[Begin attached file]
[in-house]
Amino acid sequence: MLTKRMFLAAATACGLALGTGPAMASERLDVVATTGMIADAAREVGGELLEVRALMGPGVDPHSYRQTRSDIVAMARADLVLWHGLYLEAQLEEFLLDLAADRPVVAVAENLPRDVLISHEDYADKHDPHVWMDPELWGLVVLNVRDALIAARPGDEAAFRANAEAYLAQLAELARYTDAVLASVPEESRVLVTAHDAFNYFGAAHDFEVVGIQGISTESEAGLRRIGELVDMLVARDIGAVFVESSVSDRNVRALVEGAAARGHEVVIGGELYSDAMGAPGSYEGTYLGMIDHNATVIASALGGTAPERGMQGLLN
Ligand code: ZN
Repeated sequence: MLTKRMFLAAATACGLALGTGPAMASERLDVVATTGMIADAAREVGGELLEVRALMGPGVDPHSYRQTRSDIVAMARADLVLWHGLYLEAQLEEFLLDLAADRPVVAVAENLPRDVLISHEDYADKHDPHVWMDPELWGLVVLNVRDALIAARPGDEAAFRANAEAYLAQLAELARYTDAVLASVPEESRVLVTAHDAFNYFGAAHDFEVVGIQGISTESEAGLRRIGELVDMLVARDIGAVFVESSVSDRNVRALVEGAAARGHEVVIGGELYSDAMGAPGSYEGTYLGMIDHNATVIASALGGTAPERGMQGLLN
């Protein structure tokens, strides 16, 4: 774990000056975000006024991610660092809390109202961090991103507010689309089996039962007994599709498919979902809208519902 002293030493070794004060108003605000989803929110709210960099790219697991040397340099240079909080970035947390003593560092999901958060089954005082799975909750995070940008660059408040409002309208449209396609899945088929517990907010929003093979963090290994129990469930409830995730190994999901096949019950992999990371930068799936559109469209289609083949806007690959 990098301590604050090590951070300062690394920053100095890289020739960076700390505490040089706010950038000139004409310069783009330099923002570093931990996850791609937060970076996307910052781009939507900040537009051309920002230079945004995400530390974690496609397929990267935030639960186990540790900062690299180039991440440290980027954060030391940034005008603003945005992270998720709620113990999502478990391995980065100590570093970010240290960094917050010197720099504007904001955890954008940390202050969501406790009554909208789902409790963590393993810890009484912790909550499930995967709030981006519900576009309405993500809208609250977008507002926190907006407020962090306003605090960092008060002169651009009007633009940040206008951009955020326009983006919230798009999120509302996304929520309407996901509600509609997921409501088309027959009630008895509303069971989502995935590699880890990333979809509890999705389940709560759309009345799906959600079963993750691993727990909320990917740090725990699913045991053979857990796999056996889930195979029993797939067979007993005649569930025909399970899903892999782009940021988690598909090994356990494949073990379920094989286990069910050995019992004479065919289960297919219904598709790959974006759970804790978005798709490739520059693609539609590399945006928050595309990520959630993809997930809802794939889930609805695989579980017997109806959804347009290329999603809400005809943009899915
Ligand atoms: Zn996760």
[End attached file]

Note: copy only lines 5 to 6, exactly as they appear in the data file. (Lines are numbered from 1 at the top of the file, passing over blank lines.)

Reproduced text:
């Protein structure tokens, strides 16, 4: 774990000056975000006024991610660092809390109202961090991103507010689309089996039962007994599709498919979902809208519902 002293030493070794004060108003605000989803929110709210960099790219697991040397340099240079909080970035947390003593560092999901958060089954005082799975909750995070940008660059408040409002309208449209396609899945088929517990907010929003093979963090290994129990469930409830995730190994999901096949019950992999990371930068799936559109469209289609083949806007690959 990098301590604050090590951070300062690394920053100095890289020739960076700390505490040089706010950038000139004409310069783009330099923002570093931990996850791609937060970076996307910052781009939507900040537009051309920002230079945004995400530390974690496609397929990267935030639960186990540790900062690299180039991440440290980027954060030391940034005008603003945005992270998720709620113990999502478990391995980065100590570093970010240290960094917050010197720099504007904001955890954008940390202050969501406790009554909208789902409790963590393993810890009484912790909550499930995967709030981006519900576009309405993500809208609250977008507002926190907006407020962090306003605090960092008060002169651009009007633009940040206008951009955020326009983006919230798009999120509302996304929520309407996901509600509609997921409501088309027959009630008895509303069971989502995935590699880890990333979809509890999705389940709560759309009345799906959600079963993750691993727990909320990917740090725990699913045991053979857990796999056996889930195979029993797939067979007993005649569930025909399970899903892999782009940021988690598909090994356990494949073990379920094989286990069910050995019992004479065919289960297919219904598709790959974006759970804790978005798709490739520059693609539609590399945006928050595309990520959630993809997930809802794939889930609805695989579980017997109806959804347009290329999603809400005809943009899915
Ligand atoms: Zn996760």